There were serious exchanges of fire during the Livonian War in January of 1577 when Ivan the Cruel’s forces surrounded the city and bombarded it with stone and iron shots from the place where St Karl’s church currently stands. The chronicler Balthasar Russow describes how the enemy’s tower fired day and night but couldn’t inflict any more serious damage “than a hole in one side of the wall so large that two bulls could walk through it side by side”. The approximate location of that dam- age could be seen later by the stone and iron shots that had been mortared into the wall.

Due to the construction of the bastions, about 12 metres of my height was buried. In the second half of the 18th century, my military significance waned, and I was handed over to the government. Among other things, vats of gunpowder were stored here, so I became known as the gunpowder tower. In the first half of the 19th century, there was an ice cellar in my lower floor. Czar Alexander II bestowed my ownership upon the church of St Karl, and its rooms were rented by a heavy sporting club, archival storage, and others. In the1880s, there were discussions about making me a water tower for Toompea. In the 1930s, considerations began around the possibility of converting me into a museum. The Finnish-Estonian writer Aino Kallas had a strong desire to come live here. In 1958 I was given to the Tallinn Municipal museum. During Soviet times, great photography exhibitions were organised here, so I was also called the Photo tower.

Currently, I am part of the museum of the city’s fortifications, along with the neighbouring towers. Through the wall pas- sages, one can get from here to the Stable and the Short Leg Gate Tower through the Maiden Tower, and back. It’s the city’s longest wall passage!

Construction history. This tower, built between 1475-1483 was 33/2 m high and with a diameter of 17.3 m was a defensive structure with a circular shape, whose walls are up to 4 metres thick. Its current height is 49.4 m, along with its massive two-ton defensive top which was added in the 17th century.

Laboratory Street

I am a street along the edge of the city’s western wall, just like Müürivahe Street on the other side of the city along the eastern defensive wall.

Both of us are defensive passage streets from the middle ages. Narrow, dimly lit, and mysterious. Here and there along our bases run arched niches cut into the wall with sharp-tipped Gothic points. In this way, we are similar to the city wall around Visby on the island of Gotland. It was a good way to conserve a lot of stone without making the wall weaker.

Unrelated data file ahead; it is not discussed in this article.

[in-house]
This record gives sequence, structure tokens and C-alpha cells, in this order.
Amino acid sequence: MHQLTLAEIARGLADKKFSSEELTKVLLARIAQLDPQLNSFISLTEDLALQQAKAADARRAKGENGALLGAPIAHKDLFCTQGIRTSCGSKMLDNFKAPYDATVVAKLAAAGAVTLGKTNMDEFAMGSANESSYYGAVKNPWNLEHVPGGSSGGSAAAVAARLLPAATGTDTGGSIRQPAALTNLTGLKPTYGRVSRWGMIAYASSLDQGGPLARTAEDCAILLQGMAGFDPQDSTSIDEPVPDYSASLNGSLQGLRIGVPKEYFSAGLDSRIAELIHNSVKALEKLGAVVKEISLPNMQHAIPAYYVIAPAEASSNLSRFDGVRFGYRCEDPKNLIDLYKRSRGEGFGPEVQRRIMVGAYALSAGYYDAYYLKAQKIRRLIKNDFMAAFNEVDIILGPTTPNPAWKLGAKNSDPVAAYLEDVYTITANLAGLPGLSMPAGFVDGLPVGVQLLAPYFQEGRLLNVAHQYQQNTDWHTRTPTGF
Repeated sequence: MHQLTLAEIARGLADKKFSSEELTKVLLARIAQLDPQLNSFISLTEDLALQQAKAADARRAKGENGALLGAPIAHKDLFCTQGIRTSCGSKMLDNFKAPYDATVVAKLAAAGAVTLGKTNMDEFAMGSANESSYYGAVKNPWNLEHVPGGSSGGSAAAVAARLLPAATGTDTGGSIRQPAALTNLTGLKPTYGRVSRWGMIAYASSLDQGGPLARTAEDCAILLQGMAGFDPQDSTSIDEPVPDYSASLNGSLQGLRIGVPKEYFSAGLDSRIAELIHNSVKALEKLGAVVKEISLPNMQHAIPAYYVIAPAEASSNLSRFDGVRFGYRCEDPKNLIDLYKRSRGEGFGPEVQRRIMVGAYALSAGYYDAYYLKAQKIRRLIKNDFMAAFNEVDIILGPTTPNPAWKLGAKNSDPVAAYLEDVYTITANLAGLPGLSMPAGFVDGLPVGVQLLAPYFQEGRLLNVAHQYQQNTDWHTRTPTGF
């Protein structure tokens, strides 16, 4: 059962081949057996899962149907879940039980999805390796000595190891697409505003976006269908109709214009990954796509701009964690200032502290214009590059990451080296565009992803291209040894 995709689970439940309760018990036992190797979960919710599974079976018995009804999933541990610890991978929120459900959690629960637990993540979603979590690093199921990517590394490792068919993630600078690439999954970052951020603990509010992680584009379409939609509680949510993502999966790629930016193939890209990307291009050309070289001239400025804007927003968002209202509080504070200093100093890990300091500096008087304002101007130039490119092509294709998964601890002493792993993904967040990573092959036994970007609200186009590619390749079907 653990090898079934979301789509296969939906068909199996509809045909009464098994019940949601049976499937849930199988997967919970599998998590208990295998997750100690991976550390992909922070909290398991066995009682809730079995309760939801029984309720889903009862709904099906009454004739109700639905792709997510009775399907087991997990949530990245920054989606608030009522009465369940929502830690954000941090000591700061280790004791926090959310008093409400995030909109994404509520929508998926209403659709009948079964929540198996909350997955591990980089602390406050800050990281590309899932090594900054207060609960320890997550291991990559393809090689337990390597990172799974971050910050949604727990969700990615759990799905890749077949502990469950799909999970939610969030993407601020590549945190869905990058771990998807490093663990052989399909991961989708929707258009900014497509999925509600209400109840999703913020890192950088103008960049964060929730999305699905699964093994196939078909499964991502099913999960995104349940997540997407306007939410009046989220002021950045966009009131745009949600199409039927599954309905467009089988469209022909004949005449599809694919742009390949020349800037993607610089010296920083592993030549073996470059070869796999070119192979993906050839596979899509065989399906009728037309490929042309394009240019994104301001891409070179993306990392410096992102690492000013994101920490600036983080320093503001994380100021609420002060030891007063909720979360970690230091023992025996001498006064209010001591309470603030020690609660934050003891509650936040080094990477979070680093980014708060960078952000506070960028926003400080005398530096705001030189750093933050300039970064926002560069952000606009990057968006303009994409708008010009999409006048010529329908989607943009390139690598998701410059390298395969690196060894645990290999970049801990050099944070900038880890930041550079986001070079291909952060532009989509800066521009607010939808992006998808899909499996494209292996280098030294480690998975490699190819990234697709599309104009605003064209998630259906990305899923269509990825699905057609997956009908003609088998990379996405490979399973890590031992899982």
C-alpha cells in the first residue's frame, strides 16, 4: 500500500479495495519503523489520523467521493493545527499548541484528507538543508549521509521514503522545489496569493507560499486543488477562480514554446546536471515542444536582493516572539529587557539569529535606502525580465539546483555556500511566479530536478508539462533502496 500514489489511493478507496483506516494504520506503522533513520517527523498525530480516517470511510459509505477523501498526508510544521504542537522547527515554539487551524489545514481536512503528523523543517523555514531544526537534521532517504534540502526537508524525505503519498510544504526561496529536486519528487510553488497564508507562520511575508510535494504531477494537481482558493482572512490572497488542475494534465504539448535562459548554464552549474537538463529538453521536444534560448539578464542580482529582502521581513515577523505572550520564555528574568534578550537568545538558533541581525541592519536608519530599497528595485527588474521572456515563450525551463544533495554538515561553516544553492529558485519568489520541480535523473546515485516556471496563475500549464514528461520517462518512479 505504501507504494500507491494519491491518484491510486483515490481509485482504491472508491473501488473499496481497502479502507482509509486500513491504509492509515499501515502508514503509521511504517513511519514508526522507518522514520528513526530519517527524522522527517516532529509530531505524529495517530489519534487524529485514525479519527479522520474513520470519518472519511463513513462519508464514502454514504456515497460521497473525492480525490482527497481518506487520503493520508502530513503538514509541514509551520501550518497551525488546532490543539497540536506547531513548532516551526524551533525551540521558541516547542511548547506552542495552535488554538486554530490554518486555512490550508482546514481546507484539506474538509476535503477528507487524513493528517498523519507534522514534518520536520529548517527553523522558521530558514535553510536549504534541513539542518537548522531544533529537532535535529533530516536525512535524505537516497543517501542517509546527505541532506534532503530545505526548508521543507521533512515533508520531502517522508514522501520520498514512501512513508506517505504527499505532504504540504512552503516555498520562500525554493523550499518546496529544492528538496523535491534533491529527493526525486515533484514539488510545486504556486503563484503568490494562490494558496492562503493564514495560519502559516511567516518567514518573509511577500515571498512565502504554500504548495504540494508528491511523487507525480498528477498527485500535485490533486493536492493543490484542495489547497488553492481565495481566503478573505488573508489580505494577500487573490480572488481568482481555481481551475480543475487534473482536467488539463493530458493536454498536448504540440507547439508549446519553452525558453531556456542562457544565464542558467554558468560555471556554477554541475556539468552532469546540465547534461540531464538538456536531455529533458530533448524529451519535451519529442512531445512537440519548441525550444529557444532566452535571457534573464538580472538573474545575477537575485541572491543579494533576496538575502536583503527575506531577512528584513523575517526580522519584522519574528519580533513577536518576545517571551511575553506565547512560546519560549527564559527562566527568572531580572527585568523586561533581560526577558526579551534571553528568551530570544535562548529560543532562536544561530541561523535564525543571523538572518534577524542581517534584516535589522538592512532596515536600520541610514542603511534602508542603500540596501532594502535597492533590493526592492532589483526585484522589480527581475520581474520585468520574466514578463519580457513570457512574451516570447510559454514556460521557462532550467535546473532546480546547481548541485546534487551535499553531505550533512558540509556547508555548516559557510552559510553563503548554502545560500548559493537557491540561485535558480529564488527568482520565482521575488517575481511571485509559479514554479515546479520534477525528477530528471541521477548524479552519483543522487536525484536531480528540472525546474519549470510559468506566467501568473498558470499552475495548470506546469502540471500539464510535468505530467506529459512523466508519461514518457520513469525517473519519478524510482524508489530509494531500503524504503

Müürivahe (Wall Gap) street and I have also traded names back and forth. Earlier I was Müüri (Wall) Street (Greman – Mauerstrasse), but in 1872 I gained the name Laboratooriumi Street (Laboratoriumstrasse). The name came from the laboratory of the large cannon grenadiers, where they made gunpowder. Müüri Street was then taken to the other side of town – to Müürivahe Street. (Actually, during the Swedish time I was also called Bastion Street. At that time there were earthworks on the other side of the wall).

I stretch from the north at Tolli and Lai streets down to Aida and Kooli streets at the south end. Müürivahe Street is longer today, but I have much more of the old Gothic atmosphere, which is clear to anyone who visits!

Loewenschede Tower

I was probably the first four-story pe- rimeter wall tower in the lower city. I was named after the city council master Winant Louenschede, who directed the construction of the defensive structures on this section of the wall.

When I was completed in 1373, I was 15.5 m high, including my base. The tower could be accessed by the city’s defensive passage, which has been preserved as a niche in the second storey.
I grew by another floor and by volume by the middle of the 15th century so that I was again the tallest and largest tower in the city. I was already called the Big Tower! But then Kiek in de Kök, the city’s first heavy cannon tower was built and surpassed the height and diameter of all the other towers.

At the end of the 18th century, when the need for my defensive capabilities diminished (like all my other colleagues), I began to be refurbished as living quarters. By the end of the 19th century, my residents included, for instance, the master fire-fighters of Reval, Barth and Wagner, and later many other significant city figures. About a half-century ago, the constant renovations to my interior began to compromise my structural integrity, so the restorers installed support posts to hold up my floors and used reinforced concrete for my interior walls. The original dimensions of my floors were restored, as well as the machicolation system.

In the 80’s I was adapted for the use of the Estonian Architecture Museum that was being created, and it was presented here in the mid-’90s. Today, ceramics workers have been active here for years, and a spiral staircase has been built for their use, as well as re-opening the entrance from Towers’ Square.

Construction history. Initial construction was completed in 1370-1373, reconstructed in 1455.

Long Leg Gate Tower

The road leading up to Toompea was already here in the middle ages. In older times, it was even more narrow and steep.

Pikk jalg (Long leg) became the road for vehicles. The foot traffic moved between the higher and lower parts of the city via Lühike jalg (Short leg). It’s appropriate to remember here the old trick trivia question: Why does Tallinn walk with a limp? The answer, one leg is longer than the other! In the Danish years, the way was travelled on horseback, but during the Swedish reign, the traffic was comprised more and more of wagons and carts.